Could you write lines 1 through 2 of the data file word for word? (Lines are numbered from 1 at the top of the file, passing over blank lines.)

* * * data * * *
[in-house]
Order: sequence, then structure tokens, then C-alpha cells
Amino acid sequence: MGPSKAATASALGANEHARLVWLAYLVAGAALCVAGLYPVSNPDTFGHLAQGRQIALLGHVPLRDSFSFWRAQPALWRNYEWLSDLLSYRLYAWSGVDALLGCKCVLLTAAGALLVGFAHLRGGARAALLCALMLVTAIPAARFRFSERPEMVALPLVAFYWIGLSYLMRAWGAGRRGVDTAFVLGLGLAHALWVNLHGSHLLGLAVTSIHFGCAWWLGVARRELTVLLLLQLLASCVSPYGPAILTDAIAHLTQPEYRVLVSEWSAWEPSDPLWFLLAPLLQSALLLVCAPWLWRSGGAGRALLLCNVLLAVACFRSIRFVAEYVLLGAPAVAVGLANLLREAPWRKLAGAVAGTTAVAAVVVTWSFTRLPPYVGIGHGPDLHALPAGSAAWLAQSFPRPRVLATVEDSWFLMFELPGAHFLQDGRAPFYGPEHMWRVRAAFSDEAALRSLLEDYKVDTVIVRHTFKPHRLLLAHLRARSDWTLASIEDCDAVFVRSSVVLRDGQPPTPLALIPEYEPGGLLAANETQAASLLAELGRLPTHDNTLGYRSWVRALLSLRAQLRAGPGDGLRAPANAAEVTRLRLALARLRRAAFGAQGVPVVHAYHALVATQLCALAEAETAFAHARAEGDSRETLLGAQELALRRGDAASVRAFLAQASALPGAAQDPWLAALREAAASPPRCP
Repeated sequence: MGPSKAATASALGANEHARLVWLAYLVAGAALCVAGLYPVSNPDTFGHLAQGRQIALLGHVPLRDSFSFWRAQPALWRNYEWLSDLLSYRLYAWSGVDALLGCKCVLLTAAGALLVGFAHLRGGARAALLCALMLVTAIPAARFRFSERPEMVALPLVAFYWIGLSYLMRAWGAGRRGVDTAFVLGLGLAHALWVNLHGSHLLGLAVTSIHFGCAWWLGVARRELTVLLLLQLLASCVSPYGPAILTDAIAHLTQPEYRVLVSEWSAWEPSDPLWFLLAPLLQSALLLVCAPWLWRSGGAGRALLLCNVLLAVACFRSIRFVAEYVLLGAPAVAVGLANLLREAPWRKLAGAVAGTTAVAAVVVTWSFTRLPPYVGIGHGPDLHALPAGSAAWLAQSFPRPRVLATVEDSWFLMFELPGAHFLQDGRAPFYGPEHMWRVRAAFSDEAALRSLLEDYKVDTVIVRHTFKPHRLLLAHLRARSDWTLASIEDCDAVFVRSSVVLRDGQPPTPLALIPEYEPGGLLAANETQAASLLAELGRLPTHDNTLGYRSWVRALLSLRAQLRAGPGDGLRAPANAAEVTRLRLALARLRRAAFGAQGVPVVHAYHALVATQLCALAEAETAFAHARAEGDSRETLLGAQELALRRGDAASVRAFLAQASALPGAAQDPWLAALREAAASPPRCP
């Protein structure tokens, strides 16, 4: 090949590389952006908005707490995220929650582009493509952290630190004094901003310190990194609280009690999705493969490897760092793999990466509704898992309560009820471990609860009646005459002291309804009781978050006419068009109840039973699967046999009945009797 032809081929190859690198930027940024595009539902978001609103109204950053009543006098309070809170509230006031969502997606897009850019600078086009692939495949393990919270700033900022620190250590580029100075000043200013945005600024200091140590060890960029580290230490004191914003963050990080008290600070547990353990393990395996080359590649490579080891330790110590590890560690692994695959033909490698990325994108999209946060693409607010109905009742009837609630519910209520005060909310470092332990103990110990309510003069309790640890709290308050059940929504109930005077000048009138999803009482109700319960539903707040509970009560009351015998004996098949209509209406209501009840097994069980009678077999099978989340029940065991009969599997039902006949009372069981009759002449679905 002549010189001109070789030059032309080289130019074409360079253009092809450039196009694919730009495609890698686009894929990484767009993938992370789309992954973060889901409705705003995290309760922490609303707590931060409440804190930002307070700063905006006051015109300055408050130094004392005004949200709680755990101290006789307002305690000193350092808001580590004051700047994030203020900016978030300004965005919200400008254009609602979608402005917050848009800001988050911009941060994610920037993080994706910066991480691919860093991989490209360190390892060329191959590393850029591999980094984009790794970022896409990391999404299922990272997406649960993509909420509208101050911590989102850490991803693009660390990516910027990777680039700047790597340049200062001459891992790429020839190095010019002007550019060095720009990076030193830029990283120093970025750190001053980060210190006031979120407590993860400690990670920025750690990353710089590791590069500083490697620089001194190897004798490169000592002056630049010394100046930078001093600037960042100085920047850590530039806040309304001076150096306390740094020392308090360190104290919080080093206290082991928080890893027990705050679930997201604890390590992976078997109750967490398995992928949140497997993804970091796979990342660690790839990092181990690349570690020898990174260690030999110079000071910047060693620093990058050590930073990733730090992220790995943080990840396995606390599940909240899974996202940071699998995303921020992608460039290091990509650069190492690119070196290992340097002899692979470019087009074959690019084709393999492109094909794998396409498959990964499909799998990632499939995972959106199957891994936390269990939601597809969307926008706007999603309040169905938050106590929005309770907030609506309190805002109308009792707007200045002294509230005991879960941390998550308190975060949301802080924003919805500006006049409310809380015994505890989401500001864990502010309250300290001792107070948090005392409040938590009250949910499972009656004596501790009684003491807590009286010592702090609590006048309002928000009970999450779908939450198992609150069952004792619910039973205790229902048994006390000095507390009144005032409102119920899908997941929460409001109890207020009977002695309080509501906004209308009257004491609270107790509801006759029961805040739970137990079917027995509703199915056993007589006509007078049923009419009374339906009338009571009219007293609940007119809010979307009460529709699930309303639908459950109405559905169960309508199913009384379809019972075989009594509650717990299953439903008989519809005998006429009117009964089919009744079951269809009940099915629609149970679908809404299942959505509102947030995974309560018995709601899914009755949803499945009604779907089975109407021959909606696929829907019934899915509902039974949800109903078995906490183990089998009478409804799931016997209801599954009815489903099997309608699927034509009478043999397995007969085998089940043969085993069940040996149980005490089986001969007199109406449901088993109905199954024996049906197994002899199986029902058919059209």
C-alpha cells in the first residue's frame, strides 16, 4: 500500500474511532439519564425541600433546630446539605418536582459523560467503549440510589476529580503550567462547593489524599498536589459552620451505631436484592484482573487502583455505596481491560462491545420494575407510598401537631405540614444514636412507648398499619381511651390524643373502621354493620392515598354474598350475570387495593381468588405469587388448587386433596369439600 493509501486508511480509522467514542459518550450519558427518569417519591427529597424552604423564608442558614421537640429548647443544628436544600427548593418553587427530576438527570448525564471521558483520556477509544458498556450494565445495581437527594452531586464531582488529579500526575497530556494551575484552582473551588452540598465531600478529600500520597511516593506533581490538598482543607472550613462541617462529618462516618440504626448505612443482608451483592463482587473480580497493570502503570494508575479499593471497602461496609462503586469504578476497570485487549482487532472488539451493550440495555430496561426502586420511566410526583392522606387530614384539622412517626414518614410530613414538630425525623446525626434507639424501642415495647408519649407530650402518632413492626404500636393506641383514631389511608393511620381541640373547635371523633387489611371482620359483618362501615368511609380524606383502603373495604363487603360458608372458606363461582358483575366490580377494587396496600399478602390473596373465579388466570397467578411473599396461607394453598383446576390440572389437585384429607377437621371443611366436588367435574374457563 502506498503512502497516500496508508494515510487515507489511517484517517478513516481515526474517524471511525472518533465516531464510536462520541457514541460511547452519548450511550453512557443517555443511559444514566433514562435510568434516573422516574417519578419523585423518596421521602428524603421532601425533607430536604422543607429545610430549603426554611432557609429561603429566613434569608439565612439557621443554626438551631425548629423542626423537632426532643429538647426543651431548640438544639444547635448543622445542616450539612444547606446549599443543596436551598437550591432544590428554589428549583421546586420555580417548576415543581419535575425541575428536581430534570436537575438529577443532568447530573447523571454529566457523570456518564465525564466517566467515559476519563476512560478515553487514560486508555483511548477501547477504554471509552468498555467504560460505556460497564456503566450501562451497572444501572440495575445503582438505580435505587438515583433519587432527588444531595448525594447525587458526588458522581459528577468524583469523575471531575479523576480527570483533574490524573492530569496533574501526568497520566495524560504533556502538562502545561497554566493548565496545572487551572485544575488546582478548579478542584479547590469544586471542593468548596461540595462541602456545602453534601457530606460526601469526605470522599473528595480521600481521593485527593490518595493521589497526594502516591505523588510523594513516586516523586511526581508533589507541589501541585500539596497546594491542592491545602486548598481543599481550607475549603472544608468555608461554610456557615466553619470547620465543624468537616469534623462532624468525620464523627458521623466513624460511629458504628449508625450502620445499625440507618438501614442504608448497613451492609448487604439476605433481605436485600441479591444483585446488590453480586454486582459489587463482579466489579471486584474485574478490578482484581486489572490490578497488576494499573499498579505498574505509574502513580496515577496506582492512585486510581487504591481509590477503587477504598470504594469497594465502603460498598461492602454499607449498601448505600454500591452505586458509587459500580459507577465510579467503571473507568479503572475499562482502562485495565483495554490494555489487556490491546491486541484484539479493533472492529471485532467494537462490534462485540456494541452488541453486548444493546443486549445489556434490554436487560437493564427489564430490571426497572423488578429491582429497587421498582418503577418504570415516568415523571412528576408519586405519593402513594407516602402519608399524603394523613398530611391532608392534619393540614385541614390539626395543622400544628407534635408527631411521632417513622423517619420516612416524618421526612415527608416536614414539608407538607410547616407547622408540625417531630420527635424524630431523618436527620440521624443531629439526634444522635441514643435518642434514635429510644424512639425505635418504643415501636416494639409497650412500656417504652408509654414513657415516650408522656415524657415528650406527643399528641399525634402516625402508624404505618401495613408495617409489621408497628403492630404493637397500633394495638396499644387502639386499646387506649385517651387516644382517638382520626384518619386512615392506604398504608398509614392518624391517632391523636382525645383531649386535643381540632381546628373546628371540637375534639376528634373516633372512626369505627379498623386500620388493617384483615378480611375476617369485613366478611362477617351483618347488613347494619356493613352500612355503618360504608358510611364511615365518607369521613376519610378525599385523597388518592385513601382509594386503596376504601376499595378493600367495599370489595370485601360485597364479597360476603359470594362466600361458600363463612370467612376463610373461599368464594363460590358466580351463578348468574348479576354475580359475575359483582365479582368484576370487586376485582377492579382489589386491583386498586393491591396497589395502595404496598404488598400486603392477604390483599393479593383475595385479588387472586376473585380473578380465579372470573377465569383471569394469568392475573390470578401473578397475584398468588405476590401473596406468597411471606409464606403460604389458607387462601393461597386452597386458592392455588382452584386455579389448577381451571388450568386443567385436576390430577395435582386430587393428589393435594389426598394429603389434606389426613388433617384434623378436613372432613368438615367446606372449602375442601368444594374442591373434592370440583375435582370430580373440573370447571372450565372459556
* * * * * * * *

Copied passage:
[in-house]
Order: sequence, then structure tokens, then C-alpha cells